Four years ago, in the throes of Advent season, I was 41 weeks, 6 days pregnant and my eldest would soon be served his eviction notice.
During this time, I went to our local abbey, Mepkin Abbey, where a group of Trappist monks live their lives counterculturally, sustaining themselves in every way. I was walking on the grounds when one of the monks spotted me and said in a knowing way, “The time is ripe for you.” Believe me, I had heard many comments up until then- almost everyone stopped to marvel at the “ripeness” of my belly.
But these words came from a man who was living the Advent experience and whose life was finely tuned to God’s time. There was a knowing, a connection there, of his understanding that the gestation of life reflected the gestation of God’s liturgical time. At that moment, I felt emotionally and unequivocally connected to my Lifesource and the rhythms of God’s time.
The very next day, I delivered that red headed bundle and tomorrow we celebrate his 4th birthday.
Last week, on Advent Eve, before we were all fully awake he asked, “Mama, when is God going to come and take away the world?”
This question floored me on so many levels; we are not an “end times” kind of family, but more of a “God loves you, God made everything, God is good” etc. When I recounted this to others, they chalked it up to having heard something on TV.
But my intuition tells me that children have a deep sense of knowing and in his little, but wise soul, he is already starting to grasp the enormity of our lives. And maybe even Advent.
Perhaps what he is asking is “When will the pain be gone?” Admittedly, he has not experienced much pain at all (thank God), but maybe just simply being human is a reminder that all is not right (yet) with the world.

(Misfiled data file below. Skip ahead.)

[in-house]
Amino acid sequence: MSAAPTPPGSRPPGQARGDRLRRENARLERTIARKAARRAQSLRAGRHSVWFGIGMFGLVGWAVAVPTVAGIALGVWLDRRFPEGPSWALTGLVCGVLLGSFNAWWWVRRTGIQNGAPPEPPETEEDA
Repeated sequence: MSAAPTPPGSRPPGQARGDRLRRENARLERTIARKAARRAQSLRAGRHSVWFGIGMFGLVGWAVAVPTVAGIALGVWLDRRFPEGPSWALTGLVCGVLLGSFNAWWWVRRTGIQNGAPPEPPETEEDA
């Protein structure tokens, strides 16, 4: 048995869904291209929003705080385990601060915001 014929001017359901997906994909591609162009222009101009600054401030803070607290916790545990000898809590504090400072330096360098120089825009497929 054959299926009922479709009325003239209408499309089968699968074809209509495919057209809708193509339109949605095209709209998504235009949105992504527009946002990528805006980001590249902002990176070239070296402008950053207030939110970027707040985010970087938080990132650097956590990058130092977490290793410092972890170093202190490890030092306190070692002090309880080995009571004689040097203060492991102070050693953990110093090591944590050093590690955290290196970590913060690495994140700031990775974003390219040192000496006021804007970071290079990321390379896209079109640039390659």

Maybe even red headed 4 year olds long for the making of all things right.
If I’m honest, I also know that the Advent of 2011 was my own personal Advent of being transformed into a mother. The exit out of the labyrinth of labor/delivery and into postpartum was one of the most difficult, yet profound of my life.
I am still becoming, still learning what it means to help usher another human being (now two) into becoming empathic, kind, Jesus loving humans. We all have our Advents of sorts, ways in which the Divine molds us, refines us and all the while reminds us that we are not alone.
In the throes of details, transitions and meeting basic needs, I need these “God rhythms” to remind me of my true purpose, whose I am and what time I follow. My prayer this Advent is that I can sit still in the waiting, in the longing, while at the same time embracing the hope that Christ’s birth and promise gives me.
LeAnn Gardner is a right brained social worker and minister married to a left brained engineer. Together they (sometimes) compose a full brain. They have two boys, ages 4 and 1.